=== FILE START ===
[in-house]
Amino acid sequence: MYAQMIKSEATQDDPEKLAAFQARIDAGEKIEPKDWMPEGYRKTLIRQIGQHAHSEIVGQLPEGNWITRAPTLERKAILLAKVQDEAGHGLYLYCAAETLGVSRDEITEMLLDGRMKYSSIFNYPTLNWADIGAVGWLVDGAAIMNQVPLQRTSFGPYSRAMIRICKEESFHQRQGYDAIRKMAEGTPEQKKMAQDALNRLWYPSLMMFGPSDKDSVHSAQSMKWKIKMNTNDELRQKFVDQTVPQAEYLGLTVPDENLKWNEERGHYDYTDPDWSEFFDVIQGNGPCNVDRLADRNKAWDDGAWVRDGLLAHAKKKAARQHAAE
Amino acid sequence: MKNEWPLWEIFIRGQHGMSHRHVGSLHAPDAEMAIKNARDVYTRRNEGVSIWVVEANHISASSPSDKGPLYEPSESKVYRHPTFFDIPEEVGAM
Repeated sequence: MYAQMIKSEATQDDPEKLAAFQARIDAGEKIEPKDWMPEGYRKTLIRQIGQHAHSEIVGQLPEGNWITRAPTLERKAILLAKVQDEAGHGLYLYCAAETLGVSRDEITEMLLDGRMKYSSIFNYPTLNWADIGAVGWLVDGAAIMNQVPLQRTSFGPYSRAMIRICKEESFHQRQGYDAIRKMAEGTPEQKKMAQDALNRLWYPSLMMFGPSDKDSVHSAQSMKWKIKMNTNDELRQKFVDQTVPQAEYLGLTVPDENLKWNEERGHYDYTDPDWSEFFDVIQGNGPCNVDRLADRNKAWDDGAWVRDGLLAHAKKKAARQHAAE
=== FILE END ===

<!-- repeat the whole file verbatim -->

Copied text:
[in-house]
Amino acid sequence: MYAQMIKSEATQDDPEKLAAFQARIDAGEKIEPKDWMPEGYRKTLIRQIGQHAHSEIVGQLPEGNWITRAPTLERKAILLAKVQDEAGHGLYLYCAAETLGVSRDEITEMLLDGRMKYSSIFNYPTLNWADIGAVGWLVDGAAIMNQVPLQRTSFGPYSRAMIRICKEESFHQRQGYDAIRKMAEGTPEQKKMAQDALNRLWYPSLMMFGPSDKDSVHSAQSMKWKIKMNTNDELRQKFVDQTVPQAEYLGLTVPDENLKWNEERGHYDYTDPDWSEFFDVIQGNGPCNVDRLADRNKAWDDGAWVRDGLLAHAKKKAARQHAAE
Amino acid sequence: MKNEWPLWEIFIRGQHGMSHRHVGSLHAPDAEMAIKNARDVYTRRNEGVSIWVVEANHISASSPSDKGPLYEPSESKVYRHPTFFDIPEEVGAM
Repeated sequence: MYAQMIKSEATQDDPEKLAAFQARIDAGEKIEPKDWMPEGYRKTLIRQIGQHAHSEIVGQLPEGNWITRAPTLERKAILLAKVQDEAGHGLYLYCAAETLGVSRDEITEMLLDGRMKYSSIFNYPTLNWADIGAVGWLVDGAAIMNQVPLQRTSFGPYSRAMIRICKEESFHQRQGYDAIRKMAEGTPEQKKMAQDALNRLWYPSLMMFGPSDKDSVHSAQSMKWKIKMNTNDELRQKFVDQTVPQAEYLGLTVPDENLKWNEERGHYDYTDPDWSEFFDVIQGNGPCNVDRLADRNKAWDDGAWVRDGLLAHAKKKAARQHAAE